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Merge branch 'master' into issue/235

Conflicts:
	META.json
	META.yml
  • Loading branch information...
commit 7c63a197159675e997645c6bc73a12fdd72936a0 2 parents 5a35018 + a74f0bc
@schwern schwern authored
View
3  Build.PL
@@ -12,7 +12,7 @@ my $builder = MyBuild->new(
module_name => 'perl5i',
license => 'perl',
dist_author => 'Michael G Schwern <schwern@pobox.com>',
- dist_version => "v2.10.0",
+ dist_version => "v2.11.0",
requires => {
'perl' => '5.10.0',
@@ -51,6 +51,7 @@ my $builder = MyBuild->new(
'Capture::Tiny' => '0.06',
'utf8::all' => '0.002',
'Carp::Fix::1_25' => '1.000000',
+ 'Hash::StoredIterator' => '0.001',
},
build_requires => {
'ExtUtils::CBuilder' => '0.26',
View
17 Changes
@@ -1,3 +1,20 @@
+2.11.0
+ Bug Fixes
+ * %hash->each({...}) iterator now uses Hash::StoredIterator
+ to ensure that it's safe to nest calls to each(), and to use
+ keys() and values() inside each() (Chad Granum)
+
+ Test Fixes
+ * Added new test template (Michael G. Schwern)
+
+ New Features
+ * ->mo->yaml and ->mo->json now allow you to dump a
+ meta-object as yaml or json respectively [github #230] (Ben
+ Hengst)
+
+ Misc
+ * Fixed examples in the documentation (Tom Legrady)
+
2.10.0 Sat Jul 7 11:57:01 PDT 2012
Bug Fixes
* Upgraded autodie dependency to fix automatic utf8 open.
View
1  MANIFEST
@@ -82,6 +82,7 @@ t/die.t
t/diff.t
t/dump/array.t
t/dump/code.t
+t/dump/formats.t
t/dump/hash.t
t/dump/obj.t
t/dump/scalar.t
View
15 META.json
@@ -55,6 +55,7 @@
"Digest::SHA" : "5.45",
"File::chdir" : "0.1002",
"Hash::Merge::Simple" : "0.04",
+ "Hash::StoredIterator" : "0.001",
"IPC::System::Simple" : "1.18",
"JSON" : "2.17",
"List::MoreUtils" : "0.22",
@@ -97,11 +98,11 @@
},
"perl5i" : {
"file" : "lib/perl5i.pm",
- "version" : "v2.10.0"
+ "version" : "v2.11.0"
},
"perl5i::0" : {
"file" : "lib/perl5i/0.pm",
- "version" : "v2.10.0"
+ "version" : "v2.11.0"
},
"perl5i::0::ARRAY" : {
"file" : "lib/perl5i/0/ARRAY.pm",
@@ -137,7 +138,7 @@
},
"perl5i::1" : {
"file" : "lib/perl5i/1.pm",
- "version" : "v2.10.0"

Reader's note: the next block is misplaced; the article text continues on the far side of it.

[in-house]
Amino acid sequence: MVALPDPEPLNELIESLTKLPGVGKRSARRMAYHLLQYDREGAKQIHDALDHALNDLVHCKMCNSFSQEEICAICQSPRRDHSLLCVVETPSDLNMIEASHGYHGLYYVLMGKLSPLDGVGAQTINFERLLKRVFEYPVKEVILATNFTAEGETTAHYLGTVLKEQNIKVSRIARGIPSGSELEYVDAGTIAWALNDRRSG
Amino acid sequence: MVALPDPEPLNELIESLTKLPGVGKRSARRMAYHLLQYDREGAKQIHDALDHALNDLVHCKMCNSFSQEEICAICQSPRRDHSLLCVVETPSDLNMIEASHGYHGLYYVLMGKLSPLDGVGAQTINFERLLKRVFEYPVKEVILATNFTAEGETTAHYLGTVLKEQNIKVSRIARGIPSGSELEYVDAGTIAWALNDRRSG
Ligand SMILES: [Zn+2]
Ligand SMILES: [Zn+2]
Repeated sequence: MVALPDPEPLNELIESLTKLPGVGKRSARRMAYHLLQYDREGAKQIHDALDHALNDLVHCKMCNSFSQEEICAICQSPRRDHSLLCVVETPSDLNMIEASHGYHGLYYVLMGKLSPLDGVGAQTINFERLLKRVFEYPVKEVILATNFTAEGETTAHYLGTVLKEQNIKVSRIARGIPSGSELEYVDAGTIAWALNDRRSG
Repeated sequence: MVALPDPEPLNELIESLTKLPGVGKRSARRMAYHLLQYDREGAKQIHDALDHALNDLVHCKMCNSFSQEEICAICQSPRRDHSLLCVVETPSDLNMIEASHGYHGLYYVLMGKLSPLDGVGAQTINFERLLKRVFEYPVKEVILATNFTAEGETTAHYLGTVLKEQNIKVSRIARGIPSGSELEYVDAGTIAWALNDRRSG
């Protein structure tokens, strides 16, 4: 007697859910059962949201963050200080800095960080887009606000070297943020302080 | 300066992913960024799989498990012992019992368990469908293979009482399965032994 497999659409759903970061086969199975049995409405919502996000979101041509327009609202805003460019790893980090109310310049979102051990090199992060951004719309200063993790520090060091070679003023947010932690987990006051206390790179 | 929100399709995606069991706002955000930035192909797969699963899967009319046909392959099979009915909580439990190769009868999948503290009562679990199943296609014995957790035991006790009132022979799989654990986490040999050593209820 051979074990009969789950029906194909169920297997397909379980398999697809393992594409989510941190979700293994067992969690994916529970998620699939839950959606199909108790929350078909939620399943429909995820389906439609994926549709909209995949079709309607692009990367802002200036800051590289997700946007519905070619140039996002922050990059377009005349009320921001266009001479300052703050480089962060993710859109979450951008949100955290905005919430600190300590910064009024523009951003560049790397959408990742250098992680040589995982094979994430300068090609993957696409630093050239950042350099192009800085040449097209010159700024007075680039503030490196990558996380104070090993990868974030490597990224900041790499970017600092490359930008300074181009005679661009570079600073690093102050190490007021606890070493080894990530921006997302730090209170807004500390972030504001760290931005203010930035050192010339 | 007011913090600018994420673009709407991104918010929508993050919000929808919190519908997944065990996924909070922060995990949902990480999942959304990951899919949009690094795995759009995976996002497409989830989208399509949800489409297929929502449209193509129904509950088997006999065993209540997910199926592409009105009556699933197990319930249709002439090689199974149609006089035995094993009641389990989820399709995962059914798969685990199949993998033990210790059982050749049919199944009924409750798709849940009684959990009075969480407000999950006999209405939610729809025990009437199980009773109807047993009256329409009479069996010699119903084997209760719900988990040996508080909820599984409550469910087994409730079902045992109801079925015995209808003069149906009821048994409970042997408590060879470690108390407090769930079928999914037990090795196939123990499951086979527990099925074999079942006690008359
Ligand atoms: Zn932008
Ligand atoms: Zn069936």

+ "version" : "v2.11.0"
},
"perl5i::1::ARRAY" : {
"file" : "lib/perl5i/1/ARRAY.pm",
@@ -181,7 +182,7 @@
},
"perl5i::2" : {
"file" : "lib/perl5i/2.pm",
- "version" : "v2.10.0"
+ "version" : "v2.11.0"
},
"perl5i::2::ARRAY" : {
"file" : "lib/perl5i/2/ARRAY.pm",
@@ -269,7 +270,7 @@
},
"perl5i::VERSION" : {
"file" : "lib/perl5i/VERSION.pm",
- "version" : "v2.10.0"
+ "version" : "v2.11.0"
},
"perl5i::cmd" : {
"file" : "lib/perl5i/cmd.pm",
@@ -277,7 +278,7 @@
},
"perl5i::latest" : {
"file" : "lib/perl5i/latest.pm",
- "version" : "v2.10.0"
+ "version" : "v2.11.0"
}
},
"release_status" : "stable",
@@ -292,5 +293,5 @@
"url" : "http://github.com/schwern/perl5i/tree/master"
}
},
- "version" : "v2.10.0"
+ "version" : "v2.11.0"
}
View
15 META.yml
@@ -40,10 +40,10 @@ provides:
version: 0
perl5i:
file: lib/perl5i.pm
- version: v2.10.0
+ version: v2.11.0
perl5i::0:
file: lib/perl5i/0.pm
- version: v2.10.0
+ version: v2.11.0
perl5i::0::ARRAY:
file: lib/perl5i/0/ARRAY.pm
version: 0
@@ -70,7 +70,7 @@ provides:
version: 0
perl5i::1:
file: lib/perl5i/1.pm
- version: v2.10.0
+ version: v2.11.0
perl5i::1::ARRAY:
file: lib/perl5i/1/ARRAY.pm
version: 0
@@ -103,7 +103,7 @@ provides:
version: 0
perl5i::2:
file: lib/perl5i/2.pm
- version: v2.10.0
+ version: v2.11.0
perl5i::2::ARRAY:
file: lib/perl5i/2/ARRAY.pm
version: 0
@@ -169,13 +169,13 @@ provides:
version: 0
perl5i::VERSION:
file: lib/perl5i/VERSION.pm
- version: v2.10.0
+ version: v2.11.0
perl5i::cmd:
file: lib/perl5i/cmd.pm
version: 0
perl5i::latest:
file: lib/perl5i/latest.pm
- version: v2.10.0
+ version: v2.11.0
requires:
CLASS: 1.00
Capture::Tiny: 0.06
@@ -189,6 +189,7 @@ requires:
Digest::SHA: 5.45
File::chdir: 0.1002
Hash::Merge::Simple: 0.04
+ Hash::StoredIterator: 0.001
IPC::System::Simple: 1.18
JSON: 2.17
List::MoreUtils: 0.22
@@ -217,4 +218,4 @@ resources:
bugtracker: http://github.com/schwern/perl5i/issues
license: http://dev.perl.org/licenses/
repository: http://github.com/schwern/perl5i/tree/master
-version: v2.10.0